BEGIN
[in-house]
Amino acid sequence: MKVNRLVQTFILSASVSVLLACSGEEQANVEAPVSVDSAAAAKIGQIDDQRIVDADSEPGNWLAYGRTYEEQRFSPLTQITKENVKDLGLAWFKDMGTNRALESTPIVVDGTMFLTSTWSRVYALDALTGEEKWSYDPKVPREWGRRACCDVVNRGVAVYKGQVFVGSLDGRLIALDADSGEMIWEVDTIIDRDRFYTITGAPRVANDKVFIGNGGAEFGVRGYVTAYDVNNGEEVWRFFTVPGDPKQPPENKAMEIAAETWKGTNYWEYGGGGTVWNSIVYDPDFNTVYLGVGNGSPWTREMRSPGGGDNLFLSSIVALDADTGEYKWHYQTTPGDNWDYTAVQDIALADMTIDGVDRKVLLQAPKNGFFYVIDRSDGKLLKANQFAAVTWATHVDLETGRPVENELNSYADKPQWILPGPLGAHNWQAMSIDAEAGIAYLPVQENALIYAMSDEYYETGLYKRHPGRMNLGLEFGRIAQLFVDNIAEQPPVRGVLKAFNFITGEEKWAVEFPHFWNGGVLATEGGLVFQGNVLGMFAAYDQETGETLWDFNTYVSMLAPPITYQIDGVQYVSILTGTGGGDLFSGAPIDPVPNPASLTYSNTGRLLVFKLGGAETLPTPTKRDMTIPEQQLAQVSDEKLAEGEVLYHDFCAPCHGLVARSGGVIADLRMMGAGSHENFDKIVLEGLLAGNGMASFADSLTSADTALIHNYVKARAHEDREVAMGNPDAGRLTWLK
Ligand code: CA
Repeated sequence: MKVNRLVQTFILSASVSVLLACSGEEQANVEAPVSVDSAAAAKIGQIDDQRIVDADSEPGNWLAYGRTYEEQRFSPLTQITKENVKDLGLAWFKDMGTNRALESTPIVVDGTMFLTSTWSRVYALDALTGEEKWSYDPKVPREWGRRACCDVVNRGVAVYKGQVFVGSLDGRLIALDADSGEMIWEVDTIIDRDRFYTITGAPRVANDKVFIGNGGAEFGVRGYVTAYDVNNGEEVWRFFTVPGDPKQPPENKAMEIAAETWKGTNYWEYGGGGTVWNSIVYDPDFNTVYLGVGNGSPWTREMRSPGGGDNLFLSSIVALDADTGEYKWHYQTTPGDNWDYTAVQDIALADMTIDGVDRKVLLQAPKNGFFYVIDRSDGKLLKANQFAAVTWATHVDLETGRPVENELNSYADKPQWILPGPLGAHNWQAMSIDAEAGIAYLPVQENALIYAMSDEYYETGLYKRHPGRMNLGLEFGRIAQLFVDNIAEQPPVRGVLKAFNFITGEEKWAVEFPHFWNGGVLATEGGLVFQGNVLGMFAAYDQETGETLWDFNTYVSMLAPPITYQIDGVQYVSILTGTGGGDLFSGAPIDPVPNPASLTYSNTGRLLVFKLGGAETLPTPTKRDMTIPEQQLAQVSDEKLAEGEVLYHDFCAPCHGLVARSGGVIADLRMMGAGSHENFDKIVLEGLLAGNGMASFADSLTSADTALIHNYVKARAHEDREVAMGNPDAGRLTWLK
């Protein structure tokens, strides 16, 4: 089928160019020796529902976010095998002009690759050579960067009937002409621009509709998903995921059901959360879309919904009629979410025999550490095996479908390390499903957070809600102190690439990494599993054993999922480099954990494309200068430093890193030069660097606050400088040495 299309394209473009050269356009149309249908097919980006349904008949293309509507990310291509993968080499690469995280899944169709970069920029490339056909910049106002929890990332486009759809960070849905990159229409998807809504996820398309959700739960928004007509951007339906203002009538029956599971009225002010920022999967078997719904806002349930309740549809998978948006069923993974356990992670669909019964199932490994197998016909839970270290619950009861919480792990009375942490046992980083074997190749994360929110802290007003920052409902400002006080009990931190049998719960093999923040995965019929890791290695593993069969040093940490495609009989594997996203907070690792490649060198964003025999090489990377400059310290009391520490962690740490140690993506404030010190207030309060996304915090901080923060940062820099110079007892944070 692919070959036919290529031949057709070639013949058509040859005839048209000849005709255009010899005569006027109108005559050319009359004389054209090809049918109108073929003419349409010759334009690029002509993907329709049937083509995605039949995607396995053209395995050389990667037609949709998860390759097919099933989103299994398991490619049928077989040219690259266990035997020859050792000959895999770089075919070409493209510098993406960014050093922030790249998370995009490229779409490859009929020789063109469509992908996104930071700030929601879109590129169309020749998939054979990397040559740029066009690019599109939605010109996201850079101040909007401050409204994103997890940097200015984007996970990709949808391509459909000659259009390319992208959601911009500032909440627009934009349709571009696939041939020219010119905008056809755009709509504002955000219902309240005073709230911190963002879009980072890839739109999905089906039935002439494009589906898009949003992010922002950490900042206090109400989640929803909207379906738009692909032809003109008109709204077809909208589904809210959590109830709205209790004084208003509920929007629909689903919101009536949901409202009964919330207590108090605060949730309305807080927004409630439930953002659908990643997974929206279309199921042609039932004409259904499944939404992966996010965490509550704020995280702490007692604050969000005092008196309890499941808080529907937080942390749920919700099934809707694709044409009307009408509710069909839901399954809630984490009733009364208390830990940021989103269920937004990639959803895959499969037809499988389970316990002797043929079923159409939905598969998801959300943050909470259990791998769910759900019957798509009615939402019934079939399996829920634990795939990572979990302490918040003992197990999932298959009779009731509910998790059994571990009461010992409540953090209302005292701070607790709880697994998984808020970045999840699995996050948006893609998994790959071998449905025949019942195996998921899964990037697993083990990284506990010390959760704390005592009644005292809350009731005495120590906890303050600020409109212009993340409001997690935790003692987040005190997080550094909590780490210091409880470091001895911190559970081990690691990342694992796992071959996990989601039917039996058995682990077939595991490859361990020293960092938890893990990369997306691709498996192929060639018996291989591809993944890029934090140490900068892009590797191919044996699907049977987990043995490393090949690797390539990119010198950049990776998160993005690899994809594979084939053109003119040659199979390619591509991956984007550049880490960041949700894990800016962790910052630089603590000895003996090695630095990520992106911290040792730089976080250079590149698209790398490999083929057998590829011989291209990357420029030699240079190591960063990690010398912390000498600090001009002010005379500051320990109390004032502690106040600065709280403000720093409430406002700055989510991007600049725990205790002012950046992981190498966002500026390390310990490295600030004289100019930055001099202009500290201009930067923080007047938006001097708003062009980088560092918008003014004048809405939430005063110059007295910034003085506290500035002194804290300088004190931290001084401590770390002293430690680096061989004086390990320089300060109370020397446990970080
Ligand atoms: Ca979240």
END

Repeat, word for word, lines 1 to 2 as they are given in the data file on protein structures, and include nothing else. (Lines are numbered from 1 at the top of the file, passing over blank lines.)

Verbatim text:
[in-house]
Amino acid sequence: MKVNRLVQTFILSASVSVLLACSGEEQANVEAPVSVDSAAAAKIGQIDDQRIVDADSEPGNWLAYGRTYEEQRFSPLTQITKENVKDLGLAWFKDMGTNRALESTPIVVDGTMFLTSTWSRVYALDALTGEEKWSYDPKVPREWGRRACCDVVNRGVAVYKGQVFVGSLDGRLIALDADSGEMIWEVDTIIDRDRFYTITGAPRVANDKVFIGNGGAEFGVRGYVTAYDVNNGEEVWRFFTVPGDPKQPPENKAMEIAAETWKGTNYWEYGGGGTVWNSIVYDPDFNTVYLGVGNGSPWTREMRSPGGGDNLFLSSIVALDADTGEYKWHYQTTPGDNWDYTAVQDIALADMTIDGVDRKVLLQAPKNGFFYVIDRSDGKLLKANQFAAVTWATHVDLETGRPVENELNSYADKPQWILPGPLGAHNWQAMSIDAEAGIAYLPVQENALIYAMSDEYYETGLYKRHPGRMNLGLEFGRIAQLFVDNIAEQPPVRGVLKAFNFITGEEKWAVEFPHFWNGGVLATEGGLVFQGNVLGMFAAYDQETGETLWDFNTYVSMLAPPITYQIDGVQYVSILTGTGGGDLFSGAPIDPVPNPASLTYSNTGRLLVFKLGGAETLPTPTKRDMTIPEQQLAQVSDEKLAEGEVLYHDFCAPCHGLVARSGGVIADLRMMGAGSHENFDKIVLEGLLAGNGMASFADSLTSADTALIHNYVKARAHEDREVAMGNPDAGRLTWLK